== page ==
Catastrophic coverage within the ACA framework are plans which are guaranteed issue, community rated plans that exist in parallel to the metal plans in the ACA individual market. Catastrophic coverage is not subsidized. People are eligible to buy Catastrophic if they are under 30 or if they receive a hardship exemption.
Catastrophic plans tend to have a significant pricing advantage over similar Bronze plans. Structurally, a Catastrophic plan is effectively a funny looking Bronze plan in its benefits and actuarial value. The premium differential is due to the combination of a much younger risk pool, a healthier risk pool as the very high deductible acts as a health sorting mechanism and a risk adjustment play.
the ACA there are two distinct risk adjustment pools. The catastrophic pool shifts money between catastrophic insurers. The money is mostly covering healthy and young people. The other risk adjustment pool is the Metal pool. Bronze, Silver, Gold and Platinum buyers are all shifting money amongst the plans. Typically Bronze plans will send a significant proportion of total premiums into the risk adjustment pool while Gold and Platinum plans will be net recipients of risk adjustment funds.
The most important thing to note is that all state average risk scores for Catastrophic plans are significant below the average risk score of the metal plans. Since Catastrophic and Bronze plans are functionally similar, Catastrophic plans enjoy a significant risk adjustment pricing advantage as they don’t ship money out to cover some of the claims for Silver, Gold and Platinum buyers unlike Bronze premiums which cover all of their own claims and sends money into the risk adjustment pool.
Colorado’s legislature recently sent a bill to the governor’s desk that would fund an actuarial study to see if opening up Catastrophic plans to all ages would have a positive impact on premiums. And if the study found a positive impact, the bill would require a 1332 waiver to be submitted with the go-live date of January 1, 2020. Colorado’s catastrophic score is 38% of the metal score and it is highlighted in red.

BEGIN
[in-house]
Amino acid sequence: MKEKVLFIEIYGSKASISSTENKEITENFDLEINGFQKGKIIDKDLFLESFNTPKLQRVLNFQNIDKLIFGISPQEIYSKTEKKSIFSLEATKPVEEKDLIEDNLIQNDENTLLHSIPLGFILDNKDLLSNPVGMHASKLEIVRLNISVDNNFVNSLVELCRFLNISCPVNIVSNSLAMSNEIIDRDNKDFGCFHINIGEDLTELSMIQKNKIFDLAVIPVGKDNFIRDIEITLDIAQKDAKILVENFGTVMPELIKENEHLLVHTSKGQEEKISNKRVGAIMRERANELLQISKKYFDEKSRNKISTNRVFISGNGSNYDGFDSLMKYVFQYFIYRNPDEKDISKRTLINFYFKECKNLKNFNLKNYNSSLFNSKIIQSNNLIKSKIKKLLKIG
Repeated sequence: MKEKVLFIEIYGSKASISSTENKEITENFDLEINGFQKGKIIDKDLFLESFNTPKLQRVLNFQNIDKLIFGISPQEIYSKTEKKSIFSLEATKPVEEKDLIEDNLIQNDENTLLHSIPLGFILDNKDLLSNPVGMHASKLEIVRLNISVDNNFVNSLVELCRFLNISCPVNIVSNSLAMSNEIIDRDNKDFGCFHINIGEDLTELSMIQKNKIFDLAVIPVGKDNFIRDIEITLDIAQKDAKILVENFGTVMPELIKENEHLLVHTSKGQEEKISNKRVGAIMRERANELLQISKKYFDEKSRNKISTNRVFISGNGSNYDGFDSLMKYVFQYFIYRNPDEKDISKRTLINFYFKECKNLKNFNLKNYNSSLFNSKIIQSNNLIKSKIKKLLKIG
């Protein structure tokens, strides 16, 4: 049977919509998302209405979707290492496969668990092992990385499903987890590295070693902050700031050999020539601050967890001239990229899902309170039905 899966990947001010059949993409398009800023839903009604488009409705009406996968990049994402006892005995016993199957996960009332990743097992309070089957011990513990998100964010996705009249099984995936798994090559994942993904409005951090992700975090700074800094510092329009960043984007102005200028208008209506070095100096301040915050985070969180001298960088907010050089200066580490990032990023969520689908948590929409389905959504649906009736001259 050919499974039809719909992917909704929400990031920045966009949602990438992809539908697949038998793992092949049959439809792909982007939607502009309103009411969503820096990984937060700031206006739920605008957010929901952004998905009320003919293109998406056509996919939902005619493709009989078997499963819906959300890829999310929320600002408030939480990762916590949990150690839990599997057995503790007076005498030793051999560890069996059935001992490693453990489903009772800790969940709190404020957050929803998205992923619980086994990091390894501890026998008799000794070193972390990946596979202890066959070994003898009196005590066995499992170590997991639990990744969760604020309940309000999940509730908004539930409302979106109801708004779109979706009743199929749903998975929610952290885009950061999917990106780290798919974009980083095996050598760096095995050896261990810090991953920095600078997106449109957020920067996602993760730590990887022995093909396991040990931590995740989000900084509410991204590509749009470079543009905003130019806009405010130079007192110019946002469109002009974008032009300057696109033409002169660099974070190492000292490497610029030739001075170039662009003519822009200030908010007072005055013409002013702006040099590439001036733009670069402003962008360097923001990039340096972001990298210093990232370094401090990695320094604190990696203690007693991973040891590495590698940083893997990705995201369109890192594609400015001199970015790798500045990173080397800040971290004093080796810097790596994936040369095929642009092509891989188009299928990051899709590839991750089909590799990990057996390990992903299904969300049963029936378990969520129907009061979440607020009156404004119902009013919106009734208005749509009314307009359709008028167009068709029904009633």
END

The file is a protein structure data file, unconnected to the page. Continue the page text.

(1) (a) THE COMMISSIONER SHALL CONDUCT AN ACTUARIAL ANALYSIS TO DETERMINE IF THE SALE OF CATASTROPHIC HEALTH PLANS TO PERSONS THIRTY YEARS OF AGE AND OLDER WHO DO NOT MEET A HARDSHIP REQUIREMENT WOULD RESULT IN A REDUCTION IN THE TOTAL AMOUNT OF ADVANCED PREMIUM TAX CREDITS RECEIVED BY COLORADO RESIDENTS OR WOULD INCREASE THE AVERAGE PREMIUMS OF INDIVIDUAL HEALTH PLANS IN COLORADO. IF THE ACTUARIAL ANALYSIS DEMONSTRATES THAT THE TOTAL AMOUNT OF ADVANCED PREMIUM TAX CREDITS RECEIVED BY COLORADO RESIDENTS WILL NOT DECLINE AND THE AVERAGE PREMIUMS OF INDIVIDUAL HEALTH PLANS IN COLORADO WILL NOT INCREASE, THEN THE COMMISSIONER SHALL APPLY TO THE SECRETARY FOR A FIVE-YEAR STATE INNOVATION WAIVER IN ACCORDANCE WITH SECTION 1332 OF THE FEDERAL ACT AND 45 CFR 155 TO WAIVE SECTION 1303
This is going to be a tough set of criteria to meet. Catastrophic plans should have a significant non-subsidized pricing advantage over Bronze plans. Bronze plans probably have a pricing advantage over Catastrophic plans for folks who receive advanced premium tax credits. This will be more notable as Colorado is switching from a Broad CSR load to Silver-loading their CSR costs in 2019. The target buyers for Catastrophic will be non-subsidized healthy buyers who are currently ineligible for Catastrophic due to age. They are currently buying minimal Bronze coverage.
If these current Bronze buyers shift to Catastrophic, they will increase the average risk score in the metal pool as they are some of the lower scored individuals in that pool. That will increase premiums for the metal buyers. It will increase the premium tax credits as the aggregate index rate for the metal pool will increase as well but it will make the remaining non-subsidized buyers worse off.
I am having a hard time seeing how an actuarial evaluation of this plan will come back with a recommendation to expand Catastrophic access given the policy constraints the Colorado legislature has placed on a potential 1332 waiver.